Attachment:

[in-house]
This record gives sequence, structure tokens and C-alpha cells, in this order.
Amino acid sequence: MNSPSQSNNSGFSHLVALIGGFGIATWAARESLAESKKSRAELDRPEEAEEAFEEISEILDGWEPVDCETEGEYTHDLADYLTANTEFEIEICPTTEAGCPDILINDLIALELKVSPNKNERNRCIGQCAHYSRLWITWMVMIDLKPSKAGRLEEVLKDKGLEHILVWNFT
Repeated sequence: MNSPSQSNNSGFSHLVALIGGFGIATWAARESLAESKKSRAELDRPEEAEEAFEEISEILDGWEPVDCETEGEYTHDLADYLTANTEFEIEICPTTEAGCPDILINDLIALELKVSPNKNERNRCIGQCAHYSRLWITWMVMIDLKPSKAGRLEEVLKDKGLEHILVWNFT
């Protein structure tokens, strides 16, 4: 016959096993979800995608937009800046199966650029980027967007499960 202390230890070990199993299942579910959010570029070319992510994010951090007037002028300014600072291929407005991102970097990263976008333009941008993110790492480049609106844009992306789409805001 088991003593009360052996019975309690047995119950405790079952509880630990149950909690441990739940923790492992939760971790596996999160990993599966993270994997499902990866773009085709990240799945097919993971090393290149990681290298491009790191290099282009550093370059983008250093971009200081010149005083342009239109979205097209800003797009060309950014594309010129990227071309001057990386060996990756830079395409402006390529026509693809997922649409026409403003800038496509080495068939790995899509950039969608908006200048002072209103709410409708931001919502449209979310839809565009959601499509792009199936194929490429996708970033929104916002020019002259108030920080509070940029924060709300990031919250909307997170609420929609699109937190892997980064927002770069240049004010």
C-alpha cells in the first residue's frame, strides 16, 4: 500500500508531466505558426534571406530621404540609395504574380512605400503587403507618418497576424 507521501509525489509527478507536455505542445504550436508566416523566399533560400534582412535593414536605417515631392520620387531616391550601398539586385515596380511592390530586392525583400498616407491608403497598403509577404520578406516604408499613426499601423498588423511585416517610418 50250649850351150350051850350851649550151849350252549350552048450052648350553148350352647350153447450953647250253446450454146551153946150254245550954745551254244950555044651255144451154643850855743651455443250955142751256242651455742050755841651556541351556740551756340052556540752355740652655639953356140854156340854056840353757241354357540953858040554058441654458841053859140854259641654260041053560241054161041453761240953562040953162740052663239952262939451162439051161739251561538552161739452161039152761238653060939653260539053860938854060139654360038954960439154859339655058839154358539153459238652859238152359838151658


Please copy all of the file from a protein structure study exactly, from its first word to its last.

[in-house]
This record gives sequence, structure tokens and C-alpha cells, in this order.
Amino acid sequence: MNSPSQSNNSGFSHLVALIGGFGIATWAARESLAESKKSRAELDRPEEAEEAFEEISEILDGWEPVDCETEGEYTHDLADYLTANTEFEIEICPTTEAGCPDILINDLIALELKVSPNKNERNRCIGQCAHYSRLWITWMVMIDLKPSKAGRLEEVLKDKGLEHILVWNFT
Repeated sequence: MNSPSQSNNSGFSHLVALIGGFGIATWAARESLAESKKSRAELDRPEEAEEAFEEISEILDGWEPVDCETEGEYTHDLADYLTANTEFEIEICPTTEAGCPDILINDLIALELKVSPNKNERNRCIGQCAHYSRLWITWMVMIDLKPSKAGRLEEVLKDKGLEHILVWNFT
């Protein structure tokens, strides 16, 4: 016959096993979800995608937009800046199966650029980027967007499960 202390230890070990199993299942579910959010570029070319992510994010951090007037002028300014600072291929407005991102970097990263976008333009941008993110790492480049609106844009992306789409805001 088991003593009360052996019975309690047995119950405790079952509880630990149950909690441990739940923790492992939760971790596996999160990993599966993270994997499902990866773009085709990240799945097919993971090393290149990681290298491009790191290099282009550093370059983008250093971009200081010149005083342009239109979205097209800003797009060309950014594309010129990227071309001057990386060996990756830079395409402006390529026509693809997922649409026409403003800038496509080495068939790995899509950039969608908006200048002072209103709410409708931001919502449209979310839809565009959601499509792009199936194929490429996708970033929104916002020019002259108030920080509070940029924060709300990031919250909307997170609420929609699109937190892997980064927002770069240049004010």
C-alpha cells in the first residue's frame, strides 16, 4: 500500500508531466505558426534571406530621404540609395504574380512605400503587403507618418497576424 507521501509525489509527478507536455505542445504550436508566416523566399533560400534582412535593414536605417515631392520620387531616391550601398539586385515596380511592390530586392525583400498616407491608403497598403509577404520578406516604408499613426499601423498588423511585416517610418 50250649850351150350051850350851649550151849350252549350552048450052648350553148350352647350153447450953647250253446450454146551153946150254245550954745551254244950555044651255144451154643850855743651455443250955142751256242651455742050755841651556541351556740551756340052556540752355740652655639953356140854156340854056840353757241354357540953858040554058441654458841053859140854259641654260041053560241054161041453761240953562040953162740052663239952262939451162439051161739251561538552161739452161039152761238653060939653260539053860938854060139654360038954960439154859339655058839154358539153459238652859238152359838151658